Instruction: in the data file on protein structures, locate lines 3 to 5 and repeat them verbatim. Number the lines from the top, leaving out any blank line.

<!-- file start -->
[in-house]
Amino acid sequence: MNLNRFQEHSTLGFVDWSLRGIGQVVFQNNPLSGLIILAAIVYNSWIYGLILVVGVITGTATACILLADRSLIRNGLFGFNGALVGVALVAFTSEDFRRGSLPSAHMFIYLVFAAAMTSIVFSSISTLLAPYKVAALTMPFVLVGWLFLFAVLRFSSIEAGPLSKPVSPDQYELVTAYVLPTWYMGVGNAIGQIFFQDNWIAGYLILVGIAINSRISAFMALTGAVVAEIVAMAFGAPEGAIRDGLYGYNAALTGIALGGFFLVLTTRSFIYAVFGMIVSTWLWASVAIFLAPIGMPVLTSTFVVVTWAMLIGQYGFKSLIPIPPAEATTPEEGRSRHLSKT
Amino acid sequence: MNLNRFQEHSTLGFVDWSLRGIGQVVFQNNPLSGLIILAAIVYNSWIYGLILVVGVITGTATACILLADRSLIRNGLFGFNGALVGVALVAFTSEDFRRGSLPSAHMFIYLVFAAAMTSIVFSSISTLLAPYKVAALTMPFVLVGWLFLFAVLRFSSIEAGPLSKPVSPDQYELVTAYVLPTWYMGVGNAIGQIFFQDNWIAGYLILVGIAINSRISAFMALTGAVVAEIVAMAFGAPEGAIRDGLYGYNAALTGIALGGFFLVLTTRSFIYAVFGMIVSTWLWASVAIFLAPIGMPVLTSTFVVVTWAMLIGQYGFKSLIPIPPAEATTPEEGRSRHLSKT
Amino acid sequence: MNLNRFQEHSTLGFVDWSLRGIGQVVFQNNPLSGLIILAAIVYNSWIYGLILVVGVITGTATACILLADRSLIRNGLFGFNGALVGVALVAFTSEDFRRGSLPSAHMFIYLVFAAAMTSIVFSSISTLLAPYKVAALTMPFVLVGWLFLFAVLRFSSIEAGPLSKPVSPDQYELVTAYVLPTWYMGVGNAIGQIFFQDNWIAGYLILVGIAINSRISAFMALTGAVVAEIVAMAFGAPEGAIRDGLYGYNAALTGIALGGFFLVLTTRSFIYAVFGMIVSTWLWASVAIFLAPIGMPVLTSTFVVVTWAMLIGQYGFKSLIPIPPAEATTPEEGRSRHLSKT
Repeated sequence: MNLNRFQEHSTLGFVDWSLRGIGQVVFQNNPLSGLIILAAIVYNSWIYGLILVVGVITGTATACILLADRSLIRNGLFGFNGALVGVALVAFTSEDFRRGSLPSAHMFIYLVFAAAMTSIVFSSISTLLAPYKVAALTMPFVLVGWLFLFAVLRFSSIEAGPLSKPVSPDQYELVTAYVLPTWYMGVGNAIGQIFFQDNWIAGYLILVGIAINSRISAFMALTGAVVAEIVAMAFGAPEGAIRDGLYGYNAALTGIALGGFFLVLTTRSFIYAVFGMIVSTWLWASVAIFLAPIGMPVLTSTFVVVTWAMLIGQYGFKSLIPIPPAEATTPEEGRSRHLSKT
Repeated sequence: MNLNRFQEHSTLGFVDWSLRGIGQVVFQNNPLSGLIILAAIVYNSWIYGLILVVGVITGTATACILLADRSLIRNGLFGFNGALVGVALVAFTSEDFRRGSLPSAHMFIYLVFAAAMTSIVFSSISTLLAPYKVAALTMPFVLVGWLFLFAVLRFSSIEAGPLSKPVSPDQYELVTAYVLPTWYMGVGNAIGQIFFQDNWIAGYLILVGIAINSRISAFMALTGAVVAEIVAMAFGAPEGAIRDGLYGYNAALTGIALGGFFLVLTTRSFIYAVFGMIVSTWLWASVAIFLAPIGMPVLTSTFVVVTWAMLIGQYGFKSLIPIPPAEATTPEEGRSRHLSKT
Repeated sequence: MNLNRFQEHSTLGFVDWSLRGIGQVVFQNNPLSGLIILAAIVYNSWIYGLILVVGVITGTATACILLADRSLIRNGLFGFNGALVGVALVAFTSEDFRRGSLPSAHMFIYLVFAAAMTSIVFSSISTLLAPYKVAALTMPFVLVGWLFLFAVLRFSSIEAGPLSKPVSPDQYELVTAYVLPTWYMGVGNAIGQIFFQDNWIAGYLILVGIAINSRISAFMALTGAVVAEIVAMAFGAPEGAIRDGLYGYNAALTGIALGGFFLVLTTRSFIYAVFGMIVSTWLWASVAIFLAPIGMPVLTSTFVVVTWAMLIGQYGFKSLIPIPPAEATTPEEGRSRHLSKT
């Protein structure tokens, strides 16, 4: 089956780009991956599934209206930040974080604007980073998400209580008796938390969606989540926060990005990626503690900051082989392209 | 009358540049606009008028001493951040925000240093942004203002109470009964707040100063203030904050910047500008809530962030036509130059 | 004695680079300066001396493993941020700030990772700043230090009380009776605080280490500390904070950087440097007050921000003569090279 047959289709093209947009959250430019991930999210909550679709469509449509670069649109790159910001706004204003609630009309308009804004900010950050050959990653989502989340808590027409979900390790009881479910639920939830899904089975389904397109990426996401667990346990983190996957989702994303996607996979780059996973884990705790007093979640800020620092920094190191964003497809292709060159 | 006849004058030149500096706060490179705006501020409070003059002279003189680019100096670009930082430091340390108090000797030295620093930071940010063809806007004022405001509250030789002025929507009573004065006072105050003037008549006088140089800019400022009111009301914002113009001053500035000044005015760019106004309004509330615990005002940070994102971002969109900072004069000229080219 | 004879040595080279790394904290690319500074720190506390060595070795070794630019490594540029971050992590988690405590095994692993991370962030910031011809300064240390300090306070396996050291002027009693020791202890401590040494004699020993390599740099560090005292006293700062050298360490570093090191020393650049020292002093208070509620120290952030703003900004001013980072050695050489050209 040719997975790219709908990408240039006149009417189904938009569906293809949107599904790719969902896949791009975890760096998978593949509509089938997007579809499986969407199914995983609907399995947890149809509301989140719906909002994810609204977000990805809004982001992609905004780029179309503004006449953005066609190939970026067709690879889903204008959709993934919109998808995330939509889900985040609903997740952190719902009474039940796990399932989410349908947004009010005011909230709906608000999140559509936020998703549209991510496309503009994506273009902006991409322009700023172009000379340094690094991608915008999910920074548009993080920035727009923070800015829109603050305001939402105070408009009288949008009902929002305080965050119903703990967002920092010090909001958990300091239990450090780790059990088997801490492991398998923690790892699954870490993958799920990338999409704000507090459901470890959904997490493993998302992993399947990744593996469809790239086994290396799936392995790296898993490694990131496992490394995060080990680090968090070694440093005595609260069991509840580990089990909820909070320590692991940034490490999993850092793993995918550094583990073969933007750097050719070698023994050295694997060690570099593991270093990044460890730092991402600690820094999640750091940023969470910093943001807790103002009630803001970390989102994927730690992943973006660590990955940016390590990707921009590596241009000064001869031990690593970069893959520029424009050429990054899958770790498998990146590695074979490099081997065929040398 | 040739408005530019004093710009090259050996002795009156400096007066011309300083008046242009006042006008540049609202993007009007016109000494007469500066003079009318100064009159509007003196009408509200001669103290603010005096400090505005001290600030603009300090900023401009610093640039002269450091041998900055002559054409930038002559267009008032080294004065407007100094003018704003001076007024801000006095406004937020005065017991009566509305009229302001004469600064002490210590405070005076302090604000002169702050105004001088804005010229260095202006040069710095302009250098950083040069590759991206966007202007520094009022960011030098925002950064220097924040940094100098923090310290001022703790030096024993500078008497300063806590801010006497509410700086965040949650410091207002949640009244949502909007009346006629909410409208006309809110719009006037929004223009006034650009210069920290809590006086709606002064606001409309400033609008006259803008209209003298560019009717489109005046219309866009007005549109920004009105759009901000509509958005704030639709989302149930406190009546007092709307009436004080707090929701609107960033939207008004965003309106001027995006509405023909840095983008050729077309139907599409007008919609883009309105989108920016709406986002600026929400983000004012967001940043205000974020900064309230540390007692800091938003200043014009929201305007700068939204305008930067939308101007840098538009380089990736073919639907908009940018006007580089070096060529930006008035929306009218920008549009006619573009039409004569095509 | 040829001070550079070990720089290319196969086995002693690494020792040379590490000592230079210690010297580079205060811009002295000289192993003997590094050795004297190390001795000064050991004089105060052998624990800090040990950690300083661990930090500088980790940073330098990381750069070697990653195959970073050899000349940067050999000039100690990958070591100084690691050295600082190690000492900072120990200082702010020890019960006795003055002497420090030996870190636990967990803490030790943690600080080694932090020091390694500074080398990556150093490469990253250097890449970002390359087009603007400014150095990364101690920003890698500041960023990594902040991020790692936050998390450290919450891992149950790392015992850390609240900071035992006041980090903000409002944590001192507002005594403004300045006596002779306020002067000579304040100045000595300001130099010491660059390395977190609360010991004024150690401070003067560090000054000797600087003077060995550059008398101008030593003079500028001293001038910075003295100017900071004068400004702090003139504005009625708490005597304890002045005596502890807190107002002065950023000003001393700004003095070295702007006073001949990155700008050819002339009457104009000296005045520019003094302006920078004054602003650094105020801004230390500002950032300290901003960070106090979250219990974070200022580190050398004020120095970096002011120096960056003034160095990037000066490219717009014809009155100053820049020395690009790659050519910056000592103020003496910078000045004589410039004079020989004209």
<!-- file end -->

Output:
Amino acid sequence: MNLNRFQEHSTLGFVDWSLRGIGQVVFQNNPLSGLIILAAIVYNSWIYGLILVVGVITGTATACILLADRSLIRNGLFGFNGALVGVALVAFTSEDFRRGSLPSAHMFIYLVFAAAMTSIVFSSISTLLAPYKVAALTMPFVLVGWLFLFAVLRFSSIEAGPLSKPVSPDQYELVTAYVLPTWYMGVGNAIGQIFFQDNWIAGYLILVGIAINSRISAFMALTGAVVAEIVAMAFGAPEGAIRDGLYGYNAALTGIALGGFFLVLTTRSFIYAVFGMIVSTWLWASVAIFLAPIGMPVLTSTFVVVTWAMLIGQYGFKSLIPIPPAEATTPEEGRSRHLSKT
Amino acid sequence: MNLNRFQEHSTLGFVDWSLRGIGQVVFQNNPLSGLIILAAIVYNSWIYGLILVVGVITGTATACILLADRSLIRNGLFGFNGALVGVALVAFTSEDFRRGSLPSAHMFIYLVFAAAMTSIVFSSISTLLAPYKVAALTMPFVLVGWLFLFAVLRFSSIEAGPLSKPVSPDQYELVTAYVLPTWYMGVGNAIGQIFFQDNWIAGYLILVGIAINSRISAFMALTGAVVAEIVAMAFGAPEGAIRDGLYGYNAALTGIALGGFFLVLTTRSFIYAVFGMIVSTWLWASVAIFLAPIGMPVLTSTFVVVTWAMLIGQYGFKSLIPIPPAEATTPEEGRSRHLSKT
Repeated sequence: MNLNRFQEHSTLGFVDWSLRGIGQVVFQNNPLSGLIILAAIVYNSWIYGLILVVGVITGTATACILLADRSLIRNGLFGFNGALVGVALVAFTSEDFRRGSLPSAHMFIYLVFAAAMTSIVFSSISTLLAPYKVAALTMPFVLVGWLFLFAVLRFSSIEAGPLSKPVSPDQYELVTAYVLPTWYMGVGNAIGQIFFQDNWIAGYLILVGIAINSRISAFMALTGAVVAEIVAMAFGAPEGAIRDGLYGYNAALTGIALGGFFLVLTTRSFIYAVFGMIVSTWLWASVAIFLAPIGMPVLTSTFVVVTWAMLIGQYGFKSLIPIPPAEATTPEEGRSRHLSKT